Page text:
The only shower in Denmark fell on me as I rode to the shops, but I pressed on blindly. The shortened, ratio-changing lever seemed to be doing quite well but not as well as yesterday. Then it occurred to me that I had not allowed for the diameter of the cable bolts nor their shaped clamping plates. By shortening the arm I had made it much more sensitive to measurement errors. So the ratio change was incorrect and probably much too large When the chain was on the 3-4th largest sprockets it occasionally jumped back and forth as if trying to move the chain onto the next larger sprocket. Otherwise the majority of the indexed gears seemed fine. I searched a large DIY store for suitable materials for making a new arm and pulleys without success. I think the reachable charity shops would serve me better but some aren't open every day. 23 miles.
Thursday 10th 45F, 7C, cloudy with roaring gales. Gusting to over 35mph on a 20mph base. Nearly 8.30am and still quite dark. The sky looks like ground rice mixed with blackcurrant jam. It is supposed to rain at 3pm so any ride had better start before lunch. In fact it started raining earlier than promised and the gales continued under a leaden sky. With no real pressure to go out I took yet another rest day working on the trike.
The reason for yesterday's error in gear indexing is simple enough to calculate: It requires a pull ratio change of 1:1.38 for the Campag Ergo levers to accurately control the Shimano XT11 MTB rear derailleur. 1:1:38 suggests 68 and 94mm from the pivot to avoid the clamp bolts hitting the chainstay as much as possible. These distances are what I measured and center punched for accuracy in drilling. However, these were the centers of the clamping bolts. Not where the cable entered and left the arm when wrapped around the bolts. Let's assume an error of 3mm [only 1/8"] increase in the cable entry and exit radii. This changes my original figures to 65 and 97. 97/65 = 1.49 instead of the desired 1.38. It is no wonder the changer sometimes overshot at the "fat end" of the cassette!
Let's assume I leave the top clamping bolt where it is: Measuring down from the pivot center: 65 x 1.38 = 89.7 or ~90mm. If I left the bottom bolt where it is: 97/1.38 = 70 So I can raise the bottom bolt or lower the top bolt to compensate for the cable wrap, radius error. The important measurement is where the cable enters and leaves the cable clamps. Not the nominal bolt centers. I shall have to measure the radius error next to see how far I need to move one, or both, of the clamping bolts.
The actual measurements to the entry and exit cable points were 66mm and 98mm to the pivot. I decided to move the top cable clamp bolt down to 73mm to compensate. But then I had to hang the lever from the other side of the pivot clamp for the cable clamping bolts to safely clear the chainstay. The lever pivot clamp is now as high as it will go against the underside of the front gear changer. The image shows the fully forward position of the arm in bottom gear on the 36t sprocket. The arm is now far too long but handy for tensioning the cable during initial experiments. It is probably safe to saw it off now unless I can find a "prettier" replacement.
The gear indexing is now perfect with the trike up on the workstand. The Campag Ergo lever is still proving slightly sticky on upward changes when the cable is let out. So I removed the lever and its rubber hood and examined the innards with a bright LED torch and my strongest [supermarket bought] reading glasses. There was no sign of any stray strands from the frayed cable which I had removed before beginning the project. All I could do was smear the parts and the cable run with grease and refit the lever and its hood. After watching a Campagnolo video of dismantling an Ergo lever I decided to avoid meddling.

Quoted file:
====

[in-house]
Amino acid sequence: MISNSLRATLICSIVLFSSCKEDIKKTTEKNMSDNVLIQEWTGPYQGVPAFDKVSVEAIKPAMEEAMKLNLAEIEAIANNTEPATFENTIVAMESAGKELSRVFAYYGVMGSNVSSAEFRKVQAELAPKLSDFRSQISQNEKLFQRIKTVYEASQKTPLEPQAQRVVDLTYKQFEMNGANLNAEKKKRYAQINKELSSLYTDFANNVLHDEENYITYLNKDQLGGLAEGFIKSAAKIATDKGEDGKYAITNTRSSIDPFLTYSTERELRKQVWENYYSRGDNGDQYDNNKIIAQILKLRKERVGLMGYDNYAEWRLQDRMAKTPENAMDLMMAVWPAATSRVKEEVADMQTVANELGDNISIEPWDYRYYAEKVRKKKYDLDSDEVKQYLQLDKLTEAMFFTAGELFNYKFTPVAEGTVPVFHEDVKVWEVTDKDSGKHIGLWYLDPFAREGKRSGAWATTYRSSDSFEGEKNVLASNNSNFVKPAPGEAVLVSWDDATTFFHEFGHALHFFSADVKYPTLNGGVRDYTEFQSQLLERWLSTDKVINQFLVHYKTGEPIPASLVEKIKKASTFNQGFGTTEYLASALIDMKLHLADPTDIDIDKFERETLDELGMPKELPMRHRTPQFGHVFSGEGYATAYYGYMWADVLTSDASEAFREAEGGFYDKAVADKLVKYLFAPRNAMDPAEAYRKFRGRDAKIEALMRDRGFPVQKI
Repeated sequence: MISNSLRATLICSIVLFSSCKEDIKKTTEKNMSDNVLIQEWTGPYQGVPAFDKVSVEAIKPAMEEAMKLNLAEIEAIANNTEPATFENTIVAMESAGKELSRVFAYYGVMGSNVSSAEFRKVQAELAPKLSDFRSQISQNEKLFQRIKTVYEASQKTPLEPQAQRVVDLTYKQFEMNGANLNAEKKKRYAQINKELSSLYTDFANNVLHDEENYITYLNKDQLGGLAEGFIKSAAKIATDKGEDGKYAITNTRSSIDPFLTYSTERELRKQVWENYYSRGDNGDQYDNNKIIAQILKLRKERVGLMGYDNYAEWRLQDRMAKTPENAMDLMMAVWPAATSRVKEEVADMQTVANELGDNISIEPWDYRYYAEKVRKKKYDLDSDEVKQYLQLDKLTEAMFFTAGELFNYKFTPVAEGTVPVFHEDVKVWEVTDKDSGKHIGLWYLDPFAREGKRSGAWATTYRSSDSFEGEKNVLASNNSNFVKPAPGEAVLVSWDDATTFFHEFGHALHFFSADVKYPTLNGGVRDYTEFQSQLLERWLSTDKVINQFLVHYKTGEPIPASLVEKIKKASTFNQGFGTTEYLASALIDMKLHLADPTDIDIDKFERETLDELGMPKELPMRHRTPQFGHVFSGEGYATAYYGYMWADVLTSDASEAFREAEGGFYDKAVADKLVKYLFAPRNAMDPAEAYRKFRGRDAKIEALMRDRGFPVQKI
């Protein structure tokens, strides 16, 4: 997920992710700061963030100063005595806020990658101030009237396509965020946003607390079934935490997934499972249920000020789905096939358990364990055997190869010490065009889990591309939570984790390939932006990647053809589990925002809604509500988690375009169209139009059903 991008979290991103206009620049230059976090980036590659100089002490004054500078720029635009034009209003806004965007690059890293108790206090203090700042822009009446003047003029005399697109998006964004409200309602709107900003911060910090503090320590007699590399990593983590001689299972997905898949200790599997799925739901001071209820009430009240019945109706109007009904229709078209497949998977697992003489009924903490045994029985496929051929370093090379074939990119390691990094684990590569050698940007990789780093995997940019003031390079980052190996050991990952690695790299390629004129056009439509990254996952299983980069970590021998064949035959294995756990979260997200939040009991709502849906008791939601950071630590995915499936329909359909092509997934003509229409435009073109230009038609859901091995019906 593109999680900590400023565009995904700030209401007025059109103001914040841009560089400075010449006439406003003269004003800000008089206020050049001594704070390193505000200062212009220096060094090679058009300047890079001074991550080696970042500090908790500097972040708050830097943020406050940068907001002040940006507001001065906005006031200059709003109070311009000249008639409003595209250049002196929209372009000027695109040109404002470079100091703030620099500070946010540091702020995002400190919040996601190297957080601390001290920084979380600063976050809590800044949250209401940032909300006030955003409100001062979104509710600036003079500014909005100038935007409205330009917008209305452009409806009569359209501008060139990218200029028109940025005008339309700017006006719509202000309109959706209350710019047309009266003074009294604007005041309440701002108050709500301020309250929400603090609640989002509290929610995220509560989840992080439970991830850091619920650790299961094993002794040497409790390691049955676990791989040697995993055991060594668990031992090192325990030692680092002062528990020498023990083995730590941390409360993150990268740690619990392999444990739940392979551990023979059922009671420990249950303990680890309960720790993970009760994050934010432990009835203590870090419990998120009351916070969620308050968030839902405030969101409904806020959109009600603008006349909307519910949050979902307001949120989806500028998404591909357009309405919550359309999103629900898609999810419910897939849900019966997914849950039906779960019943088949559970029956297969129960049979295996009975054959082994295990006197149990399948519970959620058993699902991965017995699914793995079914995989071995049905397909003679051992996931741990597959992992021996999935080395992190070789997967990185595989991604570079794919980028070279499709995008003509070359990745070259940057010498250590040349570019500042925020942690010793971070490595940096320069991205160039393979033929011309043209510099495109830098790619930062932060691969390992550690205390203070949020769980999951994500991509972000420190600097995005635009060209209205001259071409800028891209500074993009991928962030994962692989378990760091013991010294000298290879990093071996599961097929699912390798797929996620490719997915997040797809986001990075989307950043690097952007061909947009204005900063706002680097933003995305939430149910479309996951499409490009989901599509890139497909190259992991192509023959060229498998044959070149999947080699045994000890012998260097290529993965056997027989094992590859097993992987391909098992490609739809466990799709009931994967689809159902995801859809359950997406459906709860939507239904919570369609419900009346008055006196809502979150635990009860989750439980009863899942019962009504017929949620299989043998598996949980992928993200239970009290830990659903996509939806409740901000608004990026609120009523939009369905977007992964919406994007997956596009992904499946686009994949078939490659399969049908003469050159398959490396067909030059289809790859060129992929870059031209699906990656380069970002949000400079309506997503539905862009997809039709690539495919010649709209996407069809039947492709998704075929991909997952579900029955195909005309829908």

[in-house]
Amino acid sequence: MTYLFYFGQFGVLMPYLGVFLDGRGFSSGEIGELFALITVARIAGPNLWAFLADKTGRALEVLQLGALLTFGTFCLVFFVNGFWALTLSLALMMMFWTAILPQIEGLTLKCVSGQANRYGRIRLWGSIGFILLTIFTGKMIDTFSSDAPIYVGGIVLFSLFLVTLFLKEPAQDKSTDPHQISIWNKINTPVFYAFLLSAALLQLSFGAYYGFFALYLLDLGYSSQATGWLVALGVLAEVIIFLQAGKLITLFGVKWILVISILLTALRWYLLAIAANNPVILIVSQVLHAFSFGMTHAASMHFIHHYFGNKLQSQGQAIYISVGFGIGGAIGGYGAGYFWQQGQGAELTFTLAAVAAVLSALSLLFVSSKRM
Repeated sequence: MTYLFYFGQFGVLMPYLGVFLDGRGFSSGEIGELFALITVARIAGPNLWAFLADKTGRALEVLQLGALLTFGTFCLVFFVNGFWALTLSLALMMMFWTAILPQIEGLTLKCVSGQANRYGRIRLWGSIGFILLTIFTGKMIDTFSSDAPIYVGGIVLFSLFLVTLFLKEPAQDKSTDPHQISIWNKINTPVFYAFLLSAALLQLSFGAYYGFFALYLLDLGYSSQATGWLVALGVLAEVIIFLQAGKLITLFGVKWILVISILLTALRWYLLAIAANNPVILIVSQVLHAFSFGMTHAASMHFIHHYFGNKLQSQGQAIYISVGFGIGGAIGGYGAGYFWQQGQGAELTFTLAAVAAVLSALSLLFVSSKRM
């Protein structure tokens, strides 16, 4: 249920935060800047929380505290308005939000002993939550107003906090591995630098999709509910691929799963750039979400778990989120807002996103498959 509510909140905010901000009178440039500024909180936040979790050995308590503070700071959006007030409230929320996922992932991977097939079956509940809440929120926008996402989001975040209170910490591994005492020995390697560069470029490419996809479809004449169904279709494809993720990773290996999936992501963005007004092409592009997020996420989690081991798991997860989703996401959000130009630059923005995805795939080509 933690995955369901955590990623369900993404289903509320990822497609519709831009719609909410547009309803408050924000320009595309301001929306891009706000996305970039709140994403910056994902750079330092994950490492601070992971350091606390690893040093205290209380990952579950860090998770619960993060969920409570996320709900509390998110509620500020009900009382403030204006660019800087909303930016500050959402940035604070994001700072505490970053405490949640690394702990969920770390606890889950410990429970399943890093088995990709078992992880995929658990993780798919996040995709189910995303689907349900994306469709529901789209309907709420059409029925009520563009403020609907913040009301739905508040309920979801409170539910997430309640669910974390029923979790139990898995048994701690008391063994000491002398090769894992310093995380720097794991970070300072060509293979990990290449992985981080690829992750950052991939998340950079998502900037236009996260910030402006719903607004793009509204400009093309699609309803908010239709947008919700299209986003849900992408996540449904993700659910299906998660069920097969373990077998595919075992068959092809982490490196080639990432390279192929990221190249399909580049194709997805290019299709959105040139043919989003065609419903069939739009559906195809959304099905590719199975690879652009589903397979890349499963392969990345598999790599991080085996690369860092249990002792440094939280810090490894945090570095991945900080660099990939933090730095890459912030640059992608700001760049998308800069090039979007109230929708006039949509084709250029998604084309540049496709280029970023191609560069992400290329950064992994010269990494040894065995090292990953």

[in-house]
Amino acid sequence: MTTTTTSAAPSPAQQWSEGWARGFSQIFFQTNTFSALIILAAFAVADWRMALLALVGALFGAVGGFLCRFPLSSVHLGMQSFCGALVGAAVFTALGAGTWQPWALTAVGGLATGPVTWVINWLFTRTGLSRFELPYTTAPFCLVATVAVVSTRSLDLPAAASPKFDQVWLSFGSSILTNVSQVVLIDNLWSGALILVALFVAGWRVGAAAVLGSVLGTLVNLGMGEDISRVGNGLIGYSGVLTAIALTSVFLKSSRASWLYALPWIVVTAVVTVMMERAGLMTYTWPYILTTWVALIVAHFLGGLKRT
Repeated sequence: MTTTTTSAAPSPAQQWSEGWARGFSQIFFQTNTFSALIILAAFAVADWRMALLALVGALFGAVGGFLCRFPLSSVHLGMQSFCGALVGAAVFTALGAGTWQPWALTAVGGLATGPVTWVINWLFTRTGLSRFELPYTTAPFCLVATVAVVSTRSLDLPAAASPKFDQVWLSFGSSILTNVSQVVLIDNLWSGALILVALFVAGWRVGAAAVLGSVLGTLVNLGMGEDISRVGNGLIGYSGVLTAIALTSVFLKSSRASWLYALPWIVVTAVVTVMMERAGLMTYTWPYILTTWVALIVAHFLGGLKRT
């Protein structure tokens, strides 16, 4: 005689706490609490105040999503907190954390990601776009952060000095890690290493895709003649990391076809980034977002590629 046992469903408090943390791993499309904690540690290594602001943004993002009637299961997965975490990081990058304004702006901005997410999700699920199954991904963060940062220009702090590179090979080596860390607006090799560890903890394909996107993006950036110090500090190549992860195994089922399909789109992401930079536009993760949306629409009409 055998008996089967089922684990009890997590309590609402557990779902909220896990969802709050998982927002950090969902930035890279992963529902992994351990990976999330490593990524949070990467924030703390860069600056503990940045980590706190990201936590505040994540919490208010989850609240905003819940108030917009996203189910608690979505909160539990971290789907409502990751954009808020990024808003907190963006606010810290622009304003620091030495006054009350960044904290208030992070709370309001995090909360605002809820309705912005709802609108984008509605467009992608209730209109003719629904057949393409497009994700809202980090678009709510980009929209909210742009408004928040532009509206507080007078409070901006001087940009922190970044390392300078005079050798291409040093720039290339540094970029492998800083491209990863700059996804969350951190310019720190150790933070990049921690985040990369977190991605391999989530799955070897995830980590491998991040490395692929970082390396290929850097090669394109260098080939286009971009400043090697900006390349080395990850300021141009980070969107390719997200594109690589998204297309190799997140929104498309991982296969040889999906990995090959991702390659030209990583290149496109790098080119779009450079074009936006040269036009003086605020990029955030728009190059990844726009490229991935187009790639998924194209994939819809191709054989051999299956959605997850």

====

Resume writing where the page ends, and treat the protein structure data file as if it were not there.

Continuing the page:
The large pulley being used for a downtube cable guide is not ideal and I would prefer a pipe or tunnel style of guide for much less visual impact and a much better cable run. It would be better if the cable ran in a more normal position on the downtube then curved gently around the seat tube to point straight at the top clamp of the radius arm.
I am pondering how to add a suitable pipe to a clamp without it all getting very ugly indeed. I suppose a pipe could be squashed beside the clamp's tension screw. Searching for cable guides doesn't produce anything commercially available. Only old-fashioned 1960s/70s Campag guides seem to pop up on eBay and 34.9mm was unheard of back then. If I used an under-BB guide the angle of the cable with the top clamp would be extreme and alter the ratio between start and finish of the arm's movement. Completely spoiling any hope of accurate indexing.
As the image above shows a brake noodle fitted perfectly behind the screw of the clamp and was snugged up perfectly. Having removed the unwanted end pieces I even slipped the low friction liner hose back in in to help things along. The "trumpet" shape on the end will ensure it stays there. The noodle pipe was bent in place which resulted in some minor kinks but these seem not to affect cable friction. I can make a much better job with a new noodle when I find a prettier clamp. A smarter 35mm [34.9] hinged clamp would certainly help the appearance. Which I have duly found and ordered online: A plain, hinged clamp with a neat bulge for a pulley center bolt.
[I may still make two small pulleys for the arm to avoid the cable damage from being wrapped tightly around the bolts. If I did use pulleys I must allow for the radius of each pulley to find the correct distances from the pivot. The pulley rims are the active radii measured from the lever's pivot. Larger pulleys would overlap if they maintained the correct 1:1.38 radii.] We're back to swings and roundabouts again!